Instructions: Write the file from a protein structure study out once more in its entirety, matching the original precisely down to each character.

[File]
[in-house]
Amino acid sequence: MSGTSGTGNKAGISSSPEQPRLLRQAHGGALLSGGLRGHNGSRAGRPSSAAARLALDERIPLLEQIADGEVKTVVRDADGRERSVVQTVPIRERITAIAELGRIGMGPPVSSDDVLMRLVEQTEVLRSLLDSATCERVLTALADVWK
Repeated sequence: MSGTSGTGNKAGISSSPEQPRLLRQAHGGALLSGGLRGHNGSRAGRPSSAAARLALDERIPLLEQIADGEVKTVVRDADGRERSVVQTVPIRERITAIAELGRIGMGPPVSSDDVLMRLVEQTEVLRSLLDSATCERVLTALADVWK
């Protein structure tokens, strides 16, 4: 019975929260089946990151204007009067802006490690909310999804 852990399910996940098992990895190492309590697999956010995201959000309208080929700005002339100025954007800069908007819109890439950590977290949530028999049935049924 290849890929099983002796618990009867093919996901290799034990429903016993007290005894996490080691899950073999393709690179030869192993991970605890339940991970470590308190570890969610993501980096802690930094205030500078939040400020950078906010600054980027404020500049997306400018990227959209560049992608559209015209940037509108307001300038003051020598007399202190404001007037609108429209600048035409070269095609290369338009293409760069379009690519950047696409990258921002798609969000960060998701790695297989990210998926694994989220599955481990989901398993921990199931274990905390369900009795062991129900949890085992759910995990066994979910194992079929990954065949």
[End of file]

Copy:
[in-house]
Amino acid sequence: MSGTSGTGNKAGISSSPEQPRLLRQAHGGALLSGGLRGHNGSRAGRPSSAAARLALDERIPLLEQIADGEVKTVVRDADGRERSVVQTVPIRERITAIAELGRIGMGPPVSSDDVLMRLVEQTEVLRSLLDSATCERVLTALADVWK
Repeated sequence: MSGTSGTGNKAGISSSPEQPRLLRQAHGGALLSGGLRGHNGSRAGRPSSAAARLALDERIPLLEQIADGEVKTVVRDADGRERSVVQTVPIRERITAIAELGRIGMGPPVSSDDVLMRLVEQTEVLRSLLDSATCERVLTALADVWK
């Protein structure tokens, strides 16, 4: 019975929260089946990151204007009067802006490690909310999804 852990399910996940098992990895190492309590697999956010995201959000309208080929700005002339100025954007800069908007819109890439950590977290949530028999049935049924 290849890929099983002796618990009867093919996901290799034990429903016993007290005894996490080691899950073999393709690179030869192993991970605890339940991970470590308190570890969610993501980096802690930094205030500078939040400020950078906010600054980027404020500049997306400018990227959209560049992608559209015209940037509108307001300038003051020598007399202190404001007037609108429209600048035409070269095609290369338009293409760069379009690519950047696409990258921002798609969000960060998701790695297989990210998926694994989220599955481990989901398993921990199931274990905390369900009795062991129900949890085992759910995990066994979910194992079929990954065949």